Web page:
‘With stories about hope, death, love, despair, listening, writing, and evolution, and veering from the trivial to the profound, this book encourages us to consider what it means to be human; and in doing so, how we might become better humans. A must read for every doctor, for anyone who is considering becoming a doctor, or for those who want to understand how medicine really works’ Professor Deborah Gill FRCGP EdD PFHEA, Director, UCL Medical School
‘The GP sitting in their consulting room never really knows what the next patient will bring. Launer, in his masterful collection of essays, recreates this element of surprise for the reader, illuminating the richness of the medical encounter. A gem, for doctors and patients, alike’ Dr Caroline Elton, author of Also Human: The Inner Lives of Doctors
‘The nature and meaning of reflective practice by doctors is currently being hotly debated. John Launer’s entertaining read is also a timely and salutary reminder of the value of reflection’ Neena Modi, Professor of Neonatal Medicine, Imperial College London
‘Bursting with humor and humanity, John Launer's How Not To Be A Doctor is a witty and engaging look at the challenges facing patients and doctors. I found myself nodding along with every page’ Matt McCarthy, author of The Real Doctor Will See You Shortly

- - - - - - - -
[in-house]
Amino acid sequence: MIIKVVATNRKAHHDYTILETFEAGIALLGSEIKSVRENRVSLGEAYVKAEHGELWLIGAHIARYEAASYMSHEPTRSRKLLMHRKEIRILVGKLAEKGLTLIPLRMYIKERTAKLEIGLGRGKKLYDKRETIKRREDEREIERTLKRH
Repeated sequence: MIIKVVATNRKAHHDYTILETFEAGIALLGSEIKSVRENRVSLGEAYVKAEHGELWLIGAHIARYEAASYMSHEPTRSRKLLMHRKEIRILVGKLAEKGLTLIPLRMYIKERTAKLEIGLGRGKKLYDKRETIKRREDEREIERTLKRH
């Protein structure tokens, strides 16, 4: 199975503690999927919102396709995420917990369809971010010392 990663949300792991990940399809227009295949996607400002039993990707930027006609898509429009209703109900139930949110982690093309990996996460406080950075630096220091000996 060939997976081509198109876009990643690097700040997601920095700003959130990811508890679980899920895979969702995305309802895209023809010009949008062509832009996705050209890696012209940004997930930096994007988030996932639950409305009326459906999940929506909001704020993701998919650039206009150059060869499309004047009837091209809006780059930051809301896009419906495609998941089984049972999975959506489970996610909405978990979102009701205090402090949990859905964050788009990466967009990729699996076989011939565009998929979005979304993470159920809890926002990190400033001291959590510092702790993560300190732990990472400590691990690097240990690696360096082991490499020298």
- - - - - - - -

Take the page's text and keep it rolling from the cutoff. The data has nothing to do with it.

‘Using his characteristic blend of deep insight, rare candour and tongue-in-cheek humour, Dr. Launer explores a wide range of topics from the commonplace (why doctors are not good listeners); to the taboo (how doctors deal with patients they find sexually attractive); and to the frankly absurd (what cheddar cheese and healthcare have in common)… required reading for anyone interested in the healing arts’ Frank Vertosick, author of When the Air Hits Your Brain: Tales of Neurosurgery
‘Weaving professional and personal stories with history and theory, Launer gives us a full picture of what it means – and how it feels – to be a doctor today. Both a sober admonishment and joyful celebration of the medical profession, providing depth and colour… Fascinating’ Kevin Hazzard, author of A Thousand Naked Strangers: A Paramedic’s Wild Ride to the Edge and Back
‘A great book for anyone who wants an insight into the mind of a Doctor. It really shows what goes on behind the white coat (not that we wear them now) and stethoscope… how we think and why we think the way we do’ Dr Nick Edwards, author of In Stitches: The Highs and Lows of Life as an A&E Doctor
‘Truly a precious prescription’ Booklist